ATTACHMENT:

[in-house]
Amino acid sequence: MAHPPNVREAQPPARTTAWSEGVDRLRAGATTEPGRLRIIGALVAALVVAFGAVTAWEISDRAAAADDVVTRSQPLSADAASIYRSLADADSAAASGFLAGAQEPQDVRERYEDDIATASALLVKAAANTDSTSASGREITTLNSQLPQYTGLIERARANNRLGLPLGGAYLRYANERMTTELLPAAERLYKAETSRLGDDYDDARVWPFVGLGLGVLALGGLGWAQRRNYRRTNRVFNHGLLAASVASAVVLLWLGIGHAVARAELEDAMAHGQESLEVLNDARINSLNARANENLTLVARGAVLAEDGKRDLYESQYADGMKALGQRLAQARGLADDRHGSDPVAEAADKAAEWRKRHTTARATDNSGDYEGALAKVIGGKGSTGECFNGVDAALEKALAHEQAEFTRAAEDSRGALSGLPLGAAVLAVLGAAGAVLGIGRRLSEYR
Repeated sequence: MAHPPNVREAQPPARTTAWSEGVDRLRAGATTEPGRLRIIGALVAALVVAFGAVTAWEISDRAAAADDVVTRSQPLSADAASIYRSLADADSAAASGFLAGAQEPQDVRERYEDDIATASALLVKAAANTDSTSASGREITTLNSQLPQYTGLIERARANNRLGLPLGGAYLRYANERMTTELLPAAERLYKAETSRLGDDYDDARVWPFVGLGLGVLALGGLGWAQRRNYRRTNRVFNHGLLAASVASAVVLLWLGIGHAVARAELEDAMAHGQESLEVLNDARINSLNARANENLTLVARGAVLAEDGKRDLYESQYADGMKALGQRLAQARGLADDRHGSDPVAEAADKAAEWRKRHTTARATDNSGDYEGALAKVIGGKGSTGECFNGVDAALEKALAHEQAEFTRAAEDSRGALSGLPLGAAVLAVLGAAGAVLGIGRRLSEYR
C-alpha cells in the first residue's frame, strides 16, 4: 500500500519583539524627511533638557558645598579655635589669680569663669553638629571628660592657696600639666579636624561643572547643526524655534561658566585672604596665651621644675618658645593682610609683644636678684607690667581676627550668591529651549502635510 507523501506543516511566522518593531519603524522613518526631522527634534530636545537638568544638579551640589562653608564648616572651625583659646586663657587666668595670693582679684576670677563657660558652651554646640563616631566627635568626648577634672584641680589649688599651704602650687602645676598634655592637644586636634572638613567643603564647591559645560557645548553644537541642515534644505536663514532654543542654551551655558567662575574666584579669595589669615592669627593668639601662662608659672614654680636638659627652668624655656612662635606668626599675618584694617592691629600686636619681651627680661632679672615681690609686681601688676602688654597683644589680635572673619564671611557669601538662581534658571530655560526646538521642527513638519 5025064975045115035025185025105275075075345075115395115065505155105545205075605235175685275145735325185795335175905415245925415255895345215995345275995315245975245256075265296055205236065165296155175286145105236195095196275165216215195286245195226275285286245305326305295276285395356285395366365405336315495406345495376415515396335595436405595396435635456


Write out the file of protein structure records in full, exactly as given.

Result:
[in-house]
Amino acid sequence: MAHPPNVREAQPPARTTAWSEGVDRLRAGATTEPGRLRIIGALVAALVVAFGAVTAWEISDRAAAADDVVTRSQPLSADAASIYRSLADADSAAASGFLAGAQEPQDVRERYEDDIATASALLVKAAANTDSTSASGREITTLNSQLPQYTGLIERARANNRLGLPLGGAYLRYANERMTTELLPAAERLYKAETSRLGDDYDDARVWPFVGLGLGVLALGGLGWAQRRNYRRTNRVFNHGLLAASVASAVVLLWLGIGHAVARAELEDAMAHGQESLEVLNDARINSLNARANENLTLVARGAVLAEDGKRDLYESQYADGMKALGQRLAQARGLADDRHGSDPVAEAADKAAEWRKRHTTARATDNSGDYEGALAKVIGGKGSTGECFNGVDAALEKALAHEQAEFTRAAEDSRGALSGLPLGAAVLAVLGAAGAVLGIGRRLSEYR
Repeated sequence: MAHPPNVREAQPPARTTAWSEGVDRLRAGATTEPGRLRIIGALVAALVVAFGAVTAWEISDRAAAADDVVTRSQPLSADAASIYRSLADADSAAASGFLAGAQEPQDVRERYEDDIATASALLVKAAANTDSTSASGREITTLNSQLPQYTGLIERARANNRLGLPLGGAYLRYANERMTTELLPAAERLYKAETSRLGDDYDDARVWPFVGLGLGVLALGGLGWAQRRNYRRTNRVFNHGLLAASVASAVVLLWLGIGHAVARAELEDAMAHGQESLEVLNDARINSLNARANENLTLVARGAVLAEDGKRDLYESQYADGMKALGQRLAQARGLADDRHGSDPVAEAADKAAEWRKRHTTARATDNSGDYEGALAKVIGGKGSTGECFNGVDAALEKALAHEQAEFTRAAEDSRGALSGLPLGAAVLAVLGAAGAVLGIGRRLSEYR
C-alpha cells in the first residue's frame, strides 16, 4: 500500500519583539524627511533638557558645598579655635589669680569663669553638629571628660592657696600639666579636624561643572547643526524655534561658566585672604596665651621644675618658645593682610609683644636678684607690667581676627550668591529651549502635510 507523501506543516511566522518593531519603524522613518526631522527634534530636545537638568544638579551640589562653608564648616572651625583659646586663657587666668595670693582679684576670677563657660558652651554646640563616631566627635568626648577634672584641680589649688599651704602650687602645676598634655592637644586636634572638613567643603564647591559645560557645548553644537541642515534644505536663514532654543542654551551655558567662575574666584579669595589669615592669627593668639601662662608659672614654680636638659627652668624655656612662635606668626599675618584694617592691629600686636619681651627680661632679672615681690609686681601688676602688654597683644589680635572673619564671611557669601538662581534658571530655560526646538521642527513638519 5025064975045115035025185025105275075075345075115395115065505155105545205075605235175685275145735325185795335175905415245925415255895345215995345275995315245975245256075265296055205236065165296155175286145105236195095196275165216215195286245195226275285286245305326305295276285395356285395366365405336315495406345495376415515396335595436405595396435635456